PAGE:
When the ECB buys a Eurozone member’s bonds, the government pays interest to the ECB but the ECB rebates it to the government. If Greece repays its ECB-held bonds, it loses this ‘free borrowing’. This column argues that repayment is like ‘reverse QE’. To maintain its QE targets, more bonds from other EZ members must be bought – thus shifting the free borrowing from Greece to other EZ members. To avoid this perverse outcome, the ECB could extend the maturity of the Greek bonds.

Jeffrey N. Gordon, Georg Ringe, Friday, July 17, 2015

The Greek Crisis is a crisis rather than a problem due to the vulnerability of Greek banks. While the banks have deep problems, this column argues that these would have been mitigated if a fully operational banking union were in place. A full banking union requires joint banking supervision, joint bank resolution, and joint deposit insurance. The EZ only has the first so far. Completing the banking union must be part of any long-term solution.

Thorsten Beck, Wednesday, July 15, 2015

Monday’s deal was a political compromise consistent with the political constraints of Greece and its creditors. It is doubtful, however, that it will provide a long-term solution to Greece’s economic crisis. At a minimum, the momentum should be used to eliminate the option of Grexit once and for all. The bank-sovereign ties should be cut to turn Greek banks from a source of crises into a growth-supporting sector.

Charles Wyplosz, Tuesday, July 14, 2015

The new bailout deal for Greece was not easy. This column argues that it was also a failure. It will not be enough to recapitalise banks, it asks for structural reform that exceeds Greek capacities, and it raises the Greek debt-to-GDP ratio to unsustainable levels. In a few months or quarters, the programme will fail and the Grexit question will flare up again.

Julian Schumacher, Beatrice Weder di Mauro, Sunday, July 12, 2015

The sustainability of Greek debt is central to the negotiations. To date the sustainability calculations have been based on the IMF’s standard models for calculating sustainability for countries with market access. This column argues that these are not appropriate for Greece – a middle-income country with highly concessionary financing. The ESM should develop a new, appropriate analytic tool to reflect Greece’s special situation.

Olivier Blanchard, Friday, July 10, 2015

The Greek crisis is in a critical phase. This column, by the IMF’s Chief Economist, reflects on the various critiques of the handling to date of Greece’s problems.

Francesco Caselli, Camille Landais, Christopher Pissarides, Silvana Tenreyro, Wouter den Haan, Thursday, July 9, 2015

Greek exit from the Eurozone has uncertain and potentially dangerous implications for all involved. This column, signed by 25 LSE economists, urges the Greek government and its creditors to act more responsibly. The first priority is to get Greece on a path of sustainable growth by relaxing austerity in the near term and linking debt restructuring to essential structural improvements.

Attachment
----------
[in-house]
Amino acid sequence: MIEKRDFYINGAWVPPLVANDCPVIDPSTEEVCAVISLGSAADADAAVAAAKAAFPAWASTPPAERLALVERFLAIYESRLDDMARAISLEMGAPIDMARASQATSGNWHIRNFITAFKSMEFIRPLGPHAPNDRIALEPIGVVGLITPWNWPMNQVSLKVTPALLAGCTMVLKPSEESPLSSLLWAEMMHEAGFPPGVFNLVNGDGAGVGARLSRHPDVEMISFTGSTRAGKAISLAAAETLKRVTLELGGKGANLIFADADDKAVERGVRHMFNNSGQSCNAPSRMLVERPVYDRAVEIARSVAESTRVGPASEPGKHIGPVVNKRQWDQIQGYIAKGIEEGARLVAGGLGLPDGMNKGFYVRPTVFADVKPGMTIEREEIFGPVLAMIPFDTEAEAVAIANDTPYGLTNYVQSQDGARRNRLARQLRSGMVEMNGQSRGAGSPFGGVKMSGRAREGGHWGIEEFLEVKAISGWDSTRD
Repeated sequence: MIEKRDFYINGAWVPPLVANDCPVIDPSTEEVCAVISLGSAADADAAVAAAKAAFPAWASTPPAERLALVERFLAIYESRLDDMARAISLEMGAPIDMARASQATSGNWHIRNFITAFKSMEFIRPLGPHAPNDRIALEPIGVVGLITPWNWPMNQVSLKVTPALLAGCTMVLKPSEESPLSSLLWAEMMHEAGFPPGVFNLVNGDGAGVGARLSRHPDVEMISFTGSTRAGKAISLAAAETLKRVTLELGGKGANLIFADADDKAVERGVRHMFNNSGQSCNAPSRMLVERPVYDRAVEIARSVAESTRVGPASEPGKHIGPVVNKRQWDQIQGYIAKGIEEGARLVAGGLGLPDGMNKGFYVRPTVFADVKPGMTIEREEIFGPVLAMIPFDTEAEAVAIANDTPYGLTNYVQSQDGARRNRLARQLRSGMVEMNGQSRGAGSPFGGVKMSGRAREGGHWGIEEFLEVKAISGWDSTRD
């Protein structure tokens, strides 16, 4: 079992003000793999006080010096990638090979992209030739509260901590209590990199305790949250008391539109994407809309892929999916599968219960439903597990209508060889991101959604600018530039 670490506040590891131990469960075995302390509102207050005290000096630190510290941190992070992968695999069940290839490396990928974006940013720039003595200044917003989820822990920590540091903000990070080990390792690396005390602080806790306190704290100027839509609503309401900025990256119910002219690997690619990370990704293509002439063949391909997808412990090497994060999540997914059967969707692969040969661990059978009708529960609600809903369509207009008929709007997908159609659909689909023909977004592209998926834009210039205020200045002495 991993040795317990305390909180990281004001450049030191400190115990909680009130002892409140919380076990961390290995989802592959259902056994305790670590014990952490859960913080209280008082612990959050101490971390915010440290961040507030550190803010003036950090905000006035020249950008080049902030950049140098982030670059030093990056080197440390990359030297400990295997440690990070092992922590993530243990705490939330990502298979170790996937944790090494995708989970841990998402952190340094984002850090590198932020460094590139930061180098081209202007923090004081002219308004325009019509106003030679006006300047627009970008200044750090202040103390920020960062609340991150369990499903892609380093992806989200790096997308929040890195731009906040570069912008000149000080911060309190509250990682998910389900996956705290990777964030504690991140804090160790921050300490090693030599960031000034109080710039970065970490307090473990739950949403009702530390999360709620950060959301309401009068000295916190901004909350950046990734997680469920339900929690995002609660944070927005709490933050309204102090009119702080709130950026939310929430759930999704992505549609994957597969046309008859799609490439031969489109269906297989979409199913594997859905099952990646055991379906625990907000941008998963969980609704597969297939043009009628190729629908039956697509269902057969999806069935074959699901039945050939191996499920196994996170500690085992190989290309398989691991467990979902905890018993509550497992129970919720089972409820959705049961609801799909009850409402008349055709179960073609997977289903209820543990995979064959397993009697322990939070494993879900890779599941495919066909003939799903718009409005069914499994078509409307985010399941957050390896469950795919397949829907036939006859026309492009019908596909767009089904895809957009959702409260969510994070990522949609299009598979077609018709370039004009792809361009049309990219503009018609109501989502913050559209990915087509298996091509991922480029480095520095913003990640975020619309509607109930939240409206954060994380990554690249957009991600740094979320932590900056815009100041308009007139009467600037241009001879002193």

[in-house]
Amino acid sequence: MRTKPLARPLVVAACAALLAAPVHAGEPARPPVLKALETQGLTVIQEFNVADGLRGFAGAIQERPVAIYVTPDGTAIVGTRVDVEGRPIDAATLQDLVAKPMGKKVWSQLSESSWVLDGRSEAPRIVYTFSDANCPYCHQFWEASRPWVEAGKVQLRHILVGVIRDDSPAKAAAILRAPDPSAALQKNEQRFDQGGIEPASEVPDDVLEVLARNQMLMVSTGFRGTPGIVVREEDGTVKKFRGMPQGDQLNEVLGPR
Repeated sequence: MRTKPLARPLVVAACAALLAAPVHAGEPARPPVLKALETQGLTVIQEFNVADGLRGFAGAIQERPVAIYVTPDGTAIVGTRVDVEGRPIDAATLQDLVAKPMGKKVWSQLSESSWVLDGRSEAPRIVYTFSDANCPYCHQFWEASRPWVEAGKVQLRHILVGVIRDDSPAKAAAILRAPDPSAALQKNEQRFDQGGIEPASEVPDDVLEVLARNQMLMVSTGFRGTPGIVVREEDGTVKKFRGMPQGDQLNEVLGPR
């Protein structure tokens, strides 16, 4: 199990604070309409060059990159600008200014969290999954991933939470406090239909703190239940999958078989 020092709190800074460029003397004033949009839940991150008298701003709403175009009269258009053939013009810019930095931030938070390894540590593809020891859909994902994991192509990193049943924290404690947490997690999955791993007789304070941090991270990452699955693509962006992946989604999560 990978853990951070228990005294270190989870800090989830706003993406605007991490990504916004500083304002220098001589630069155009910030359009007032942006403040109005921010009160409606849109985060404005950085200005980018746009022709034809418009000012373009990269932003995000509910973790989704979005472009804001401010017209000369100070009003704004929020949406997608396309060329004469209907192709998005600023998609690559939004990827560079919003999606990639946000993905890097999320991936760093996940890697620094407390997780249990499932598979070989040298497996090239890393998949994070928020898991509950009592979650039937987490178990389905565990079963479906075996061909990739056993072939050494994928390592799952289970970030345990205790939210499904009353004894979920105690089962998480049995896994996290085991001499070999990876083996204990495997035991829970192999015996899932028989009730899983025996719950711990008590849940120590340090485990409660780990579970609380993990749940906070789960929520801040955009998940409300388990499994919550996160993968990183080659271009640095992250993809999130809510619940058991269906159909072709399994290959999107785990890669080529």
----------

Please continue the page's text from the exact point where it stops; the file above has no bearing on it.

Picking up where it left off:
Carmen M Reinhart, Thursday, July 9, 2015

Contrary to the intent of the designers of what was to be an irreversible currency union, Greece may well exit the Eurozone. This column argues that default does not inevitably trigger the introduction of a new currency (or the re-activation of an old one). However, if ‘de-euroisation’ is the end game, then a forcible (or compulsory) currency conversion is likely to be a central part of that process, along with more broad-based capital controls. 

Paul De Grauwe, Friday, July 3, 2015

Greece’s debt is 180% of GDP, which seems to make it insolvent without large primary surpluses. This column argues that since restructuring lowered the interest burden to just 2% of GDP, Greece is solvent – or would be with nominal GDP growth of just 2%. The ECB’s misdiagnosis has caused an unnecessary banking crisis. The solution is to accept that Greek debt is sustainable, so the austerity programme can be relaxed and liquidity support provided to the Greek banking sector. 

Barry Eichengreen, Wednesday, July 1, 2015

Barry Eichengreen’s VoxEU column arguing that the euro was irreversible has been viewed over 230,000 times. Now it appears to be wrong. In this column, originally posted on the website ‘The Conversation’, he looks to see where his predictions went wrong. Basically the economic analysis – which focused on bank runs – was right. He went wrong in overestimating the political competence of Greece and its creditors.

Domingo Cavallo, Tuesday, June 30, 2015

Grexit and the reintroduction of the drachma would have severe consequences for the Greek people. This column argues, based on Argentina's experience, that this would produce a sharp devaluation of the drachma, inflation, and a severe reduction in real wages and pensions. The effects would be far worse than the reductions that could have occurred as a consequence of the policies proposed by the Troika. By resuming negotiations, continuing with measures to achieve fiscal consolidation and carrying out adequate structural reforms, Greece could reverse the current situation in a sustainable way. It has the great advantage that the ECB, most European governments and the IMF are willing to resume negotiations.